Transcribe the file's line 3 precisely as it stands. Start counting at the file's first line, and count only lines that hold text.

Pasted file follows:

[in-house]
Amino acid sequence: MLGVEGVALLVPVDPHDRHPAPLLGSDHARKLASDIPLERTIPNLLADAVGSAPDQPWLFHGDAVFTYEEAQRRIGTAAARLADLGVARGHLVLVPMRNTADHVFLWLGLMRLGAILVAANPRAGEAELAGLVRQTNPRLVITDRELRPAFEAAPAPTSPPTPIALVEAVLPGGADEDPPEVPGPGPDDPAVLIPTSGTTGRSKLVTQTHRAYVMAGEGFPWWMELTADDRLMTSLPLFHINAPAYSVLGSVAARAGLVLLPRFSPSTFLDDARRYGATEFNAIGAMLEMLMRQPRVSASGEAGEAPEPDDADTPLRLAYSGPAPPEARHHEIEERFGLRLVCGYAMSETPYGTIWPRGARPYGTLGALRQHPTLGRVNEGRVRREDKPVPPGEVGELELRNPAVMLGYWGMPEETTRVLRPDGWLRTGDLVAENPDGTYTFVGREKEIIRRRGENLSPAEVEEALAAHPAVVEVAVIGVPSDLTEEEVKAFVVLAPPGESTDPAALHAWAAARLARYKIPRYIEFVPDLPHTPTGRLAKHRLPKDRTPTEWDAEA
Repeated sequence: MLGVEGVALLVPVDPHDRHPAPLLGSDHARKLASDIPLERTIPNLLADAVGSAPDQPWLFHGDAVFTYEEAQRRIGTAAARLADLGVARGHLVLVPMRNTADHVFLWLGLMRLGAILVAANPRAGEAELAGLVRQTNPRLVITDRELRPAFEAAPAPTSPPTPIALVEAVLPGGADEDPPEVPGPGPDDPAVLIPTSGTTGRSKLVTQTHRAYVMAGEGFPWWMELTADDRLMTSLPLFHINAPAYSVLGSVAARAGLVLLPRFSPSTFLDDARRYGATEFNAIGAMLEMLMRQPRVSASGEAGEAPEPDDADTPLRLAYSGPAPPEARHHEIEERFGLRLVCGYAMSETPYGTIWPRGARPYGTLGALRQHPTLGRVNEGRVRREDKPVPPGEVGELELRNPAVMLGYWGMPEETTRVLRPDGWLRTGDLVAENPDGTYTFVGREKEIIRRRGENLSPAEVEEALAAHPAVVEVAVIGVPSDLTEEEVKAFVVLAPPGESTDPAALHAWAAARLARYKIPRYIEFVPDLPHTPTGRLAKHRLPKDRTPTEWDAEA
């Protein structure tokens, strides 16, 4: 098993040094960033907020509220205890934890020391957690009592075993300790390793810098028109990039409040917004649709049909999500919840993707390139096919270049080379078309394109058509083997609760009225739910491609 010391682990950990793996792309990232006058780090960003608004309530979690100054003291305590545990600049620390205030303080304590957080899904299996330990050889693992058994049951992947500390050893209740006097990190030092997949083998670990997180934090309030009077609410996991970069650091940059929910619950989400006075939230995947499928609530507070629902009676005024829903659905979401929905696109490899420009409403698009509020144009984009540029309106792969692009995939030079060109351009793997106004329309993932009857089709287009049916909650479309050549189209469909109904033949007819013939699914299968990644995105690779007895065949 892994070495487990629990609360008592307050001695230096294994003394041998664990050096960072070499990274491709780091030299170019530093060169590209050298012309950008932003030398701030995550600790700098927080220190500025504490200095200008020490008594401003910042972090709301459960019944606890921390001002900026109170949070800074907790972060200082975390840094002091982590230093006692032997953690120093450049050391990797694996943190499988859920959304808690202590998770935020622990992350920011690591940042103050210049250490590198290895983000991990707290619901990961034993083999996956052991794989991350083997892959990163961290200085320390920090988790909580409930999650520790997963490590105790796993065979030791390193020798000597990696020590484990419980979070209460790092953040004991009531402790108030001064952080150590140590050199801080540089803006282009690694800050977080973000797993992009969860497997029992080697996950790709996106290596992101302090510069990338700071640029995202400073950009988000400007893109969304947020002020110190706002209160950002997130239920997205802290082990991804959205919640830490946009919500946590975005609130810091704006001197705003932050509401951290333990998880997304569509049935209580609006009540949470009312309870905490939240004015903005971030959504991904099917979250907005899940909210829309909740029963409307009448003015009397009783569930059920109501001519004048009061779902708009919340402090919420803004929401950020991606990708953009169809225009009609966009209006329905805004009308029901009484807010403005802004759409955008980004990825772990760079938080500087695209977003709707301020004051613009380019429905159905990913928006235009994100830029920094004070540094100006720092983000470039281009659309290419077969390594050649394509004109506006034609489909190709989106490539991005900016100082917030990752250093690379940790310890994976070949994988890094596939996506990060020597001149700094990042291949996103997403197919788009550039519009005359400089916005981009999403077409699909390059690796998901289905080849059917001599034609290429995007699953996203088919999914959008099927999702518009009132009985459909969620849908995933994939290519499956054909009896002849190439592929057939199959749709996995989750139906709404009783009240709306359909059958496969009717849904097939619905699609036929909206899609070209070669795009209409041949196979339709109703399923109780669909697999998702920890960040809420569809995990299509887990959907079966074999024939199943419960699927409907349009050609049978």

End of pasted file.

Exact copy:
Repeated sequence: MLGVEGVALLVPVDPHDRHPAPLLGSDHARKLASDIPLERTIPNLLADAVGSAPDQPWLFHGDAVFTYEEAQRRIGTAAARLADLGVARGHLVLVPMRNTADHVFLWLGLMRLGAILVAANPRAGEAELAGLVRQTNPRLVITDRELRPAFEAAPAPTSPPTPIALVEAVLPGGADEDPPEVPGPGPDDPAVLIPTSGTTGRSKLVTQTHRAYVMAGEGFPWWMELTADDRLMTSLPLFHINAPAYSVLGSVAARAGLVLLPRFSPSTFLDDARRYGATEFNAIGAMLEMLMRQPRVSASGEAGEAPEPDDADTPLRLAYSGPAPPEARHHEIEERFGLRLVCGYAMSETPYGTIWPRGARPYGTLGALRQHPTLGRVNEGRVRREDKPVPPGEVGELELRNPAVMLGYWGMPEETTRVLRPDGWLRTGDLVAENPDGTYTFVGREKEIIRRRGENLSPAEVEEALAAHPAVVEVAVIGVPSDLTEEEVKAFVVLAPPGESTDPAALHAWAAARLARYKIPRYIEFVPDLPHTPTGRLAKHRLPKDRTPTEWDAEA